A nod to history, but Jim Gavin refuses to get sentimental about Dublin-Kerry rivalry
Sunday’s All-Ireland semi-final is confirmed as a sell-out
Dublin manager Jim Gavin: “We don’t use previous games as motivation.” Photograph: Donall Farmer/Inpho
The last thing Jim Gavin is going to do is get all nostalgic about playing Kerry in the football championship. The Dublin manager doesn’t do sentimentality, which is a good thing, because Sunday’s All-Ireland semi-final has enough going for it in the here and now.
That’s not saying Gavin doesn’t appreciate what Dublin and Kerry still represents – and why Sunday’s game is now a confirmed 82,300-sell-out. Gavin never played against Kerry in the championship, missing their 2001 showdown in Thurles with injury, but he’s of the age to realise it’s impossible to ignore the history between the teams.
“Sure I was born in the 1970s,” says Gavin. “My dad would have brought us boys [to] a lot of those games. There is a great tradition that goes back even before the 1970s.
“But the one common thing I suppose is that Kerry have had the upper hand in most of those games.
“They’ve certainly controlled the power base and that has reflected itself in recent years as well, through the 2000s.
“I didn’t play them, as through my era they were regrouping.
“Now, what we say to our players when they’re playing for the county is that it’s a privilege. It’s a privilege when they get a club jersey to represent their parish or community and it’s a privilege for them to wear the county jersey. So it starts at home first of all and it starts with respect. And certainly they have a lot of respect for Kerry.”
Gavin does afford the previous generation a nod, not just of approval but of inspiration.
“I’d say a lot of my coaching philosophy comes from those teams of the 1970s. When I was playing under Dr Pat O’Neill, he would have espoused the same thing. Fran Ryder, Jim Brogan and Bobby Doyle – they would have promoted that type of game as well. Even Mickey Whelan in 1996 – it was a privilege to play under him as well. It’s just what I was brought up on.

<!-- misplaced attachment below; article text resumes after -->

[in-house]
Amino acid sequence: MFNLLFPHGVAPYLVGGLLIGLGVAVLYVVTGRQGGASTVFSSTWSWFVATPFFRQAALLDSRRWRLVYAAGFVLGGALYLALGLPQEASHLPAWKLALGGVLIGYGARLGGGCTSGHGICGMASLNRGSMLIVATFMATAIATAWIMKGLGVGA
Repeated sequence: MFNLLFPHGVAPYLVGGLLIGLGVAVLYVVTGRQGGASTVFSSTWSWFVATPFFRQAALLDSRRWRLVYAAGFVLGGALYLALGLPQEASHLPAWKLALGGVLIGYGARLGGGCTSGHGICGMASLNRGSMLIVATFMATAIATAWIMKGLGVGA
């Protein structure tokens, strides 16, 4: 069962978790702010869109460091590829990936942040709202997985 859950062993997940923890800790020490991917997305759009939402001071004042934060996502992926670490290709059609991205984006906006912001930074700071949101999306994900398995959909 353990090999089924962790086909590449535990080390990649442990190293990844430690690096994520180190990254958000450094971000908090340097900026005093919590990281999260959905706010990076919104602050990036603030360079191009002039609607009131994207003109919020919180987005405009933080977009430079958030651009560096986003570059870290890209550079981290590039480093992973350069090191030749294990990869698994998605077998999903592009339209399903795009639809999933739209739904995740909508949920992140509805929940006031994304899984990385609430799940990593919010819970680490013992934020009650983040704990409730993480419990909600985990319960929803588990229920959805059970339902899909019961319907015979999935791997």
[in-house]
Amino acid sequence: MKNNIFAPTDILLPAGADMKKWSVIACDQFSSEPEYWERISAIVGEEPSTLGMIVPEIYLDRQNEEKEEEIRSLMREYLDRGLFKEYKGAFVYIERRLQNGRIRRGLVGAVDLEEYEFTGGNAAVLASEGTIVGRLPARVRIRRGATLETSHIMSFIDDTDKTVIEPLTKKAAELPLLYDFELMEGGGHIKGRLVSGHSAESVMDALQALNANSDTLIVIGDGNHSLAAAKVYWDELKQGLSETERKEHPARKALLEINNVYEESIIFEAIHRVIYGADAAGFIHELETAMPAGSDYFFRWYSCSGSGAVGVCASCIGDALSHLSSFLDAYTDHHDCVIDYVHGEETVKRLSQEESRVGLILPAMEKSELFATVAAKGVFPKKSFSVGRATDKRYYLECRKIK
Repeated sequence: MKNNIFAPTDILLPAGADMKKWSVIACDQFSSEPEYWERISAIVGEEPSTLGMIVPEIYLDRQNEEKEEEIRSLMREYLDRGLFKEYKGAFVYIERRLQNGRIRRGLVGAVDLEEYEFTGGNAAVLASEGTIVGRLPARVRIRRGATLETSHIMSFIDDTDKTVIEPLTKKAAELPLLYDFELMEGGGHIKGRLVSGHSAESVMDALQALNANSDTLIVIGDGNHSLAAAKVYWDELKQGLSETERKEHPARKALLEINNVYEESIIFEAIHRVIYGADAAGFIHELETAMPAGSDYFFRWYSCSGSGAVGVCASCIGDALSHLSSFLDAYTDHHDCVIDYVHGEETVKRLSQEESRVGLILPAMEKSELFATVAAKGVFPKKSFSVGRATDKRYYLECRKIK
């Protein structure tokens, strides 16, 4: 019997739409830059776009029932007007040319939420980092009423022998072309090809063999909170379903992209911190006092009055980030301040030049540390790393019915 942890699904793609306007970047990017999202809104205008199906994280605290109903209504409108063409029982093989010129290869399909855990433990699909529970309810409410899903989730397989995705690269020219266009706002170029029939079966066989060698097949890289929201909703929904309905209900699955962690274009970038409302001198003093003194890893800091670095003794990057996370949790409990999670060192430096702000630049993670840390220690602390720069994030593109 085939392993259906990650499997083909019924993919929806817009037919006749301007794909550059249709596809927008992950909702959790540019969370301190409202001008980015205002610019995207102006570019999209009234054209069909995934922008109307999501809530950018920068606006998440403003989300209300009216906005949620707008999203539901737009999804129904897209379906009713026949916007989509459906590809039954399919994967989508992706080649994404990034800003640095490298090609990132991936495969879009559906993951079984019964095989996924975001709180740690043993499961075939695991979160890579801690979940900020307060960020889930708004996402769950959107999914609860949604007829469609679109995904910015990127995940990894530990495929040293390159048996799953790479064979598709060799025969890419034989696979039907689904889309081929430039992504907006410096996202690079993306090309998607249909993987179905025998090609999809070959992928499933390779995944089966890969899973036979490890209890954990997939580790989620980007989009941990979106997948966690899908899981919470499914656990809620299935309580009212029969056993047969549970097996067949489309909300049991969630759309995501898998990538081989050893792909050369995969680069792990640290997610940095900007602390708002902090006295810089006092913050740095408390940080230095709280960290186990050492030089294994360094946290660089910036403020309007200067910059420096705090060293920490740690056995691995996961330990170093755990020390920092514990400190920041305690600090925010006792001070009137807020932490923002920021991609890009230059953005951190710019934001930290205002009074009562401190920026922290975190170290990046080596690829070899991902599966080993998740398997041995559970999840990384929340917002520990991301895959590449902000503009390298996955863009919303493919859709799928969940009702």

“I would have brought that philosophy to the under-21 sides as well . . . We believe that’s the way the game should be played. I genuinely believe we have one of the best field sports in the world and we play within the rules. Whether that gets us success is another thing. But we hold true to those values.”
Gavin has never seen any value in dwelling on the past, which is why there has been no mention of more recent meetings between the teams – either the 2011 All-Ireland final, which Dublin won (1-12 to 1-11), or the 2009 quarter-final, which Kerry won (1-24 to 1-7).
“No, we haven’t referenced them at all,” says Gavin. “I’ve used this phrase before: it’s in the rear view mirror, it’s history. We don’t use previous games as motivation.
“What we do is focus on our football team, what we do and how we approach the game. Naturally enough we look at the opposition, but most of our focus through the National League and championship has been on how we play our football and how we can put our footprint on the game.”
He adds: “We’re under no illusions that what Kerry were doing was just getting over the games, and having won so much, they will know when to peak in the season.
“For them it isn’t about the National League or peaking for Munster finals. It’s about peaking now.”
For both Dublin and Kerry, that is.